Your students consistently praise your clear lectures, support of student learning, enthusiasm and passion for the subject. Their typical comments include: “The class gave students the opportunity to fully experience data collection and analysis within a small timeframe,” “[she] makes the material accessible and easier to understand,” and “she inspires W&M students to become socially active, culturally sensitive adults.”
For several years you have involved students in your own sociolinguistic research, sharing with them your skills and experience as well as insights into faculty-level work, and you have regularly supervised and supported other forms of undergraduate research, including Monroe Scholar projects, honors theses and independent studies courses. We also note your annual extracurricular preparation of students to attend the spring Georgetown University Round Table, an annual linguistics conference, where they have the opportunity to participate as intellectual peers in a national, scholarly conversation that is on the cutting edge of linguistics.
With great expectation for your continued contributions, it is our pleasure to honor you today with the 2020 Thomas Jefferson Teaching Award.
2019 - Jennifer Gülly, German Studies
Jennifer Gülly, since joining the William & Mary faculty in the fall of 2013, you have introduced students to the joys of discovering another culture and learning another language in which to explore and exchange ideas. You have inspired these students to continue achieving through your challenging and caring pedagogy and your innovative course design.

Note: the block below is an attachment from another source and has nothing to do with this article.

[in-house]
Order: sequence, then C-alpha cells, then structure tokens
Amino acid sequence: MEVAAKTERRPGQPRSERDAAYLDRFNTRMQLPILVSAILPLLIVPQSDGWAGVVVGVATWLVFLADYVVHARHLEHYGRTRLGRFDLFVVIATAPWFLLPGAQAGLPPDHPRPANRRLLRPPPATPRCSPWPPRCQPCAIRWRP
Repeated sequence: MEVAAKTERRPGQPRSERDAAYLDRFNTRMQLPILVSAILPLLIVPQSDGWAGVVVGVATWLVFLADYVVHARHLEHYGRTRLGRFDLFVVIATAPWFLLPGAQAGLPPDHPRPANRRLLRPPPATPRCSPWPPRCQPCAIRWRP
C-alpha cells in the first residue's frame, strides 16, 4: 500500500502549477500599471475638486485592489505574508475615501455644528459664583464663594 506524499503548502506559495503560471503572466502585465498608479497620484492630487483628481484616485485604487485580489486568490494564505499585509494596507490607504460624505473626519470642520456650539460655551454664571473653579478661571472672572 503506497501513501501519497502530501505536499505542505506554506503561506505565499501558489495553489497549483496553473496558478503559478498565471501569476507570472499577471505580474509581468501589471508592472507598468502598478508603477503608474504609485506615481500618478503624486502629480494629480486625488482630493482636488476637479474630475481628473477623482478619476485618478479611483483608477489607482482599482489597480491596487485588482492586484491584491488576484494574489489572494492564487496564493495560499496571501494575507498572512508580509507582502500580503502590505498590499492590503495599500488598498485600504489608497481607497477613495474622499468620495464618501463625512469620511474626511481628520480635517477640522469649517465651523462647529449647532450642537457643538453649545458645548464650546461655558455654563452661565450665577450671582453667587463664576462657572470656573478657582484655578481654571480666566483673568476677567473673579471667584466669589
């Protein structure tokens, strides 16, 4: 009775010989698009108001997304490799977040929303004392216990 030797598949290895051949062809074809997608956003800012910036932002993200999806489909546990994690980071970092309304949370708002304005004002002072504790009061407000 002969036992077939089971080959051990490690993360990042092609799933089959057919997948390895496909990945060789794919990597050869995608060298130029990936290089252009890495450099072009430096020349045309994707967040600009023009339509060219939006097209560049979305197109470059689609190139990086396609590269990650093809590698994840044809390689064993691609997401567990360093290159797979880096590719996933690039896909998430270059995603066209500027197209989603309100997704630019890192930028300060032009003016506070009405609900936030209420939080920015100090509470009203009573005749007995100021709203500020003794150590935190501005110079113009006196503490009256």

In the classroom, you bring an expertise in German studies, literary and cultural studies, film and media studies and postcolonial and transnational studies, which informs such varied course offerings as From Page to Stage, Coming to Terms with the Nazi Past and Dream and Reality: Vienna 1900-2000. Your teaching at all levels of German studies reflects a commitment to language rights and linguistic diversity. Students who take your lower-level language courses learn lessons on Germany’s minority languages, and all your courses promote the idea that German society is not monolithic but heterogeneous and polyphonic.
Your research interests in the politics of language ideologies and acquisition, in particular, inform your teaching of language. One of your key concerns is to help students overcome their fear of language learning, and students attest to your success in addressing that fear. A current student writes, “I always considered myself a poor language student in high school, but Professor Gülly’s class has really been inspiring to me.” Your colleagues praise your teaching methods, saying they “emphasize student agency, spontaneous speaking, deep cultural understanding, serious intellectual engagement and interpersonal understanding.”
In addition to your research and teaching, you have contributed to your program and department through a variety of service roles. As the coordinator for the German studies program’s undergraduate teaching assistants, you have mentored students who went on to apply for Fulbright English Teaching Assistantships in Germany and Austria, and have twice-directed the summer programs in Potsdam and Berlin. You have served as the German House liaison, were most recently elected one of three department associate chairs, representing the interests of Non-Tenure Eligible (NTE) faculty and oversee the department’s initiatives in the area of diversity and inclusion.
With great expectations for your continued contributions, we are pleased to honor you with the 2019 Thomas Jefferson Teaching Award.